Australia’s millionaires and UHNW individuals
The report found Australia to have the eighth-highest number of millionaires, with 1.42 million millionaires at the end of 2019. The nation is also home to 2,557 ultra-high-net-worth adult individuals with net worth exceeding USD 50 million at the conclusion of 2019.
Andrew McAuley, said:
"Initially, the impact of the pandemic was felt mainly via the sharp worldwide decline in equity prices. When the commitment of governments and central banks became apparent, equity prices began to rise. In some countries, including the United States, the initial losses have now been reversed for equities as a whole, although many countries have not yet rebounded fully. On the non-financial side, there has been no global downward trend in prices for housing or real estate generally.”
Dr Nannette Hechler-Fayd’herbe, Chief Investment Officer International Wealth Management and Global Head of Economics & Research at Credit Suisse, said:
“Although 2019 was a year of incredible wealth creation, the COVID-19 pandemic has been a sobering reminder of the danger of exogenous shocks to the global economy. Unlike the financial crisis of 2007-08, there is reason for optimism this time around, as the global financial sector is much healthier than it was then. Governments and central banks have also learned the importance of credit arrangements and quantitative easing during a severe crisis.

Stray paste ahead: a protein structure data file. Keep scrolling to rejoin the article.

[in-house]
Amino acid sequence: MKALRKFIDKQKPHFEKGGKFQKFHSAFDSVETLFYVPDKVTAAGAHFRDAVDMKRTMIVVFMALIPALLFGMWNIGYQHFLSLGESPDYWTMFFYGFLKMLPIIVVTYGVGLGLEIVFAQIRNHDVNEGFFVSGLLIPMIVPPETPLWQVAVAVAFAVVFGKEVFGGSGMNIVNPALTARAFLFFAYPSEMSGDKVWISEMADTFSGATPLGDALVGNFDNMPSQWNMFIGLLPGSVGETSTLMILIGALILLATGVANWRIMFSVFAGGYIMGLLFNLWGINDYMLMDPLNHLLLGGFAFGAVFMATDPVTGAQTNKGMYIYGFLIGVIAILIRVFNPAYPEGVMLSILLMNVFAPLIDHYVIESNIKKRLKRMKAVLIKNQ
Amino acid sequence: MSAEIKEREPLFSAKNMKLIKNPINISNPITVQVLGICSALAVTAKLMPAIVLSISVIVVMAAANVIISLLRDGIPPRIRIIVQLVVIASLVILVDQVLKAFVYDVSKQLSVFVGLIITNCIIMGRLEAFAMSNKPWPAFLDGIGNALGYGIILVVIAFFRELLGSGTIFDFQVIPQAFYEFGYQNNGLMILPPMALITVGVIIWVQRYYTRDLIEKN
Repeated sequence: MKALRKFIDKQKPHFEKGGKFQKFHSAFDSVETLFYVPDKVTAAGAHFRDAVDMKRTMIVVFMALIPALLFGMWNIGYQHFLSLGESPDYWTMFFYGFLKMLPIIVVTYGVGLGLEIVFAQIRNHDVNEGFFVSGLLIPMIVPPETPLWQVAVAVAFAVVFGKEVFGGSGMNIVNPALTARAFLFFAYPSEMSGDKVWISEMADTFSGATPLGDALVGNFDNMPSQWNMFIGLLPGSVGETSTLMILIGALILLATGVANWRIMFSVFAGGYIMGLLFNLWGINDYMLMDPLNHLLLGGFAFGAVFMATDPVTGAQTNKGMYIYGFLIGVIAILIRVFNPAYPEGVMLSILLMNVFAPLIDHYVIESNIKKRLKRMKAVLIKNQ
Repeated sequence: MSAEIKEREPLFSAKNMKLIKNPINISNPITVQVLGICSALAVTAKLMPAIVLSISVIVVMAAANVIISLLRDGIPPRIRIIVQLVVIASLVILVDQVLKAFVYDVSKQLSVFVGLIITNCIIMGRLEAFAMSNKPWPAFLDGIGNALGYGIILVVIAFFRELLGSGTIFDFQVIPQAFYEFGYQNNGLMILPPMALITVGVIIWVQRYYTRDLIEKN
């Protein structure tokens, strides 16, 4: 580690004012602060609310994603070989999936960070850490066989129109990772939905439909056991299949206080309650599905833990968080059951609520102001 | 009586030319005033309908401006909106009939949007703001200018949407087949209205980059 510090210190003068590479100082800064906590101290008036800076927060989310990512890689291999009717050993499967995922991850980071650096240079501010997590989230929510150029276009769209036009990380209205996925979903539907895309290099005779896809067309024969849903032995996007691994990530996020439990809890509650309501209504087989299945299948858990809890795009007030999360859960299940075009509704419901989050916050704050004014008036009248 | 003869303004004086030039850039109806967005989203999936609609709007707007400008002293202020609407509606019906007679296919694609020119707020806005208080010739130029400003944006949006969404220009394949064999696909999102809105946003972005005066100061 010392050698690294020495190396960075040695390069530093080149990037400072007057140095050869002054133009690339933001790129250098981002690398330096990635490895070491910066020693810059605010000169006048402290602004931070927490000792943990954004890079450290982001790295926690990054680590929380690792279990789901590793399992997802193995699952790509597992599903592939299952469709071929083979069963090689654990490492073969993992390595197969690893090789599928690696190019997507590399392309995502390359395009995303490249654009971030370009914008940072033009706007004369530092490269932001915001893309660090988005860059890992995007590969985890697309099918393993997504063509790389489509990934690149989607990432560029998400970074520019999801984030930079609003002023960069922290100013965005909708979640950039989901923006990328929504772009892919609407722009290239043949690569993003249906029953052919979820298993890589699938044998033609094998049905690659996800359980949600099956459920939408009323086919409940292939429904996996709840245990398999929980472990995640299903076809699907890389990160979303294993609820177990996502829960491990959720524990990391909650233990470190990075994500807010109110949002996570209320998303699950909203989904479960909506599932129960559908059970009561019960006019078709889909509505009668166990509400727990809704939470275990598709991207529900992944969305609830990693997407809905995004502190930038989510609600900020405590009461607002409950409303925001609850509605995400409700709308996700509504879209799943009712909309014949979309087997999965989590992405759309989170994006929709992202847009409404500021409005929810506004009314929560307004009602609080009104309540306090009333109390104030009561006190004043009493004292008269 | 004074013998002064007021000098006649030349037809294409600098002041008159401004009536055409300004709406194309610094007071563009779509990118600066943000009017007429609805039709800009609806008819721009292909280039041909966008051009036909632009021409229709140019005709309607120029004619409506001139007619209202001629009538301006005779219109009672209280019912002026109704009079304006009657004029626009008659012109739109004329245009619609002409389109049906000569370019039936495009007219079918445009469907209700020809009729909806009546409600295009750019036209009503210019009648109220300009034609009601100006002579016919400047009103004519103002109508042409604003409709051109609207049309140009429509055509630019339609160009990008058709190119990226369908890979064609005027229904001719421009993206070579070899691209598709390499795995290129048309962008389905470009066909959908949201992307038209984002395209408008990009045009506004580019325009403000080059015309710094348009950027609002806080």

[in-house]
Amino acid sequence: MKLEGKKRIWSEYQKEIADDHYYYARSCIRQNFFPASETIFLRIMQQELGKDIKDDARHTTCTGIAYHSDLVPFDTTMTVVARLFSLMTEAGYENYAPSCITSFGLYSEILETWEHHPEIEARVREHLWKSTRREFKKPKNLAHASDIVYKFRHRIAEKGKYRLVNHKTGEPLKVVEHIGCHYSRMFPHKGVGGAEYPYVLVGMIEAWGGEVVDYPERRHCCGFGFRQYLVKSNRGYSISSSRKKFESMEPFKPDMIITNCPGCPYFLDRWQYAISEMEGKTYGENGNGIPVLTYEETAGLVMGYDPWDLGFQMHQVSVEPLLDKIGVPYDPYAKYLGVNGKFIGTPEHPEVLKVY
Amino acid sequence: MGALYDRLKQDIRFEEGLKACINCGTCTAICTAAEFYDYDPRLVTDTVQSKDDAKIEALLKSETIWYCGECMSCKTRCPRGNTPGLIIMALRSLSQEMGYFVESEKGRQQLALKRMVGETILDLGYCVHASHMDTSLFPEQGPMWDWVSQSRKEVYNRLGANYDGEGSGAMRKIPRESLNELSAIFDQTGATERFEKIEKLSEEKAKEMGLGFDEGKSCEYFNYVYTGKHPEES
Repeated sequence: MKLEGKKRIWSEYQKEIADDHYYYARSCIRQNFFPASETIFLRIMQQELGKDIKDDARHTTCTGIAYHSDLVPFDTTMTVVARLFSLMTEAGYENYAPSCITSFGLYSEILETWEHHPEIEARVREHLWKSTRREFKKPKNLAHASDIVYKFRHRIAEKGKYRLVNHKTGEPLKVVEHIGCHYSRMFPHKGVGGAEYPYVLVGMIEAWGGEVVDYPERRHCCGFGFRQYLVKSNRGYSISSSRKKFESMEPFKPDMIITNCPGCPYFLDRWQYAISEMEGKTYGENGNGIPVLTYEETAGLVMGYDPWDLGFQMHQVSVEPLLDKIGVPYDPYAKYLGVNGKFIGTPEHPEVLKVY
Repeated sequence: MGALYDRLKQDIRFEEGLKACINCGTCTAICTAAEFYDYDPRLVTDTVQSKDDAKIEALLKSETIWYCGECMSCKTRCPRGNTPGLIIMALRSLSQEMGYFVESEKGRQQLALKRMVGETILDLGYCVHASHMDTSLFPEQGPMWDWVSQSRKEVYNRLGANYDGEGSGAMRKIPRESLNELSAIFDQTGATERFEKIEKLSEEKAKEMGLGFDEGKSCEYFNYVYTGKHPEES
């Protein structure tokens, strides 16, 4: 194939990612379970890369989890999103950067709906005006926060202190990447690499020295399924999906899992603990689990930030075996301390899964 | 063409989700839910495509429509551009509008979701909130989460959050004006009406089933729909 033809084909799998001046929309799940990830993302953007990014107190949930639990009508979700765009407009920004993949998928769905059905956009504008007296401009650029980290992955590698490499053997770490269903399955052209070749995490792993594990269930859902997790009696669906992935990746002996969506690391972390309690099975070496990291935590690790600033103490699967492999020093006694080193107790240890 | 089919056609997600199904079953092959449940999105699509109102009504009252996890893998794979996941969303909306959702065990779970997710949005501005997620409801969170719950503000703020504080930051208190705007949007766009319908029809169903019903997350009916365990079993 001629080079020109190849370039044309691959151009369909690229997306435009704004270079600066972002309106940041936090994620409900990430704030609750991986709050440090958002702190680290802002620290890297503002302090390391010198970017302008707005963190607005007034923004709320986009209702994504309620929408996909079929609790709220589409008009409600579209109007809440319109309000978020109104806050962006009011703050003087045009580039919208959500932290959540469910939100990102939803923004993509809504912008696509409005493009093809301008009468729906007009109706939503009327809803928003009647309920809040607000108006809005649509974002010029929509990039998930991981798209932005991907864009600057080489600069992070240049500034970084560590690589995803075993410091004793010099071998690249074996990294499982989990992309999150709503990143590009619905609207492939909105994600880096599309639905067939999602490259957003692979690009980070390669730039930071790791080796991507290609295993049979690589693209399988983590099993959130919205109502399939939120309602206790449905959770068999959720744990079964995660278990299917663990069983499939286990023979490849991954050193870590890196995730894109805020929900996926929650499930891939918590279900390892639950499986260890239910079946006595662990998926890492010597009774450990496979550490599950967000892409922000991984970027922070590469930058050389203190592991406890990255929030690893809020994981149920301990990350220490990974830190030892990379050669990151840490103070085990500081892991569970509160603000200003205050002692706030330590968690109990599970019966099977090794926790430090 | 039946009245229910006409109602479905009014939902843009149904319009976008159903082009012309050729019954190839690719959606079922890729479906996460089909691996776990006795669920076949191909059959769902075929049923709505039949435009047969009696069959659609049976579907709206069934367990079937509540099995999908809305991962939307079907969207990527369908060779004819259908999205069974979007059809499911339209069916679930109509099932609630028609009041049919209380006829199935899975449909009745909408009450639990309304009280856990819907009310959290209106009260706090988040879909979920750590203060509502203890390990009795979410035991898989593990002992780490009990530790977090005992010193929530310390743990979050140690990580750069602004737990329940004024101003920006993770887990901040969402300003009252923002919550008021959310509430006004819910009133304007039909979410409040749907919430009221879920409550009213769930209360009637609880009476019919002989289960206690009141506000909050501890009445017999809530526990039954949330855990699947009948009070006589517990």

“So far, the impact of the pandemic on household wealth has been minimal. However, transitorily lower economic growth, coupled with shifts in corporate and consumer behavior, may result in lost output, redundant facilities, and sectoral changes that could hamper household wealth accumulation for some time. These shocks to the global economy lead us to believe that growth of household wealth will, at best, recover slowly from the pandemic throughout 2021. The situation within countries is changing fast and there is the promise of many more surprises to come. Among the major economies, China is likely to be the clear winner.”
To read the full report, click on the pdf below.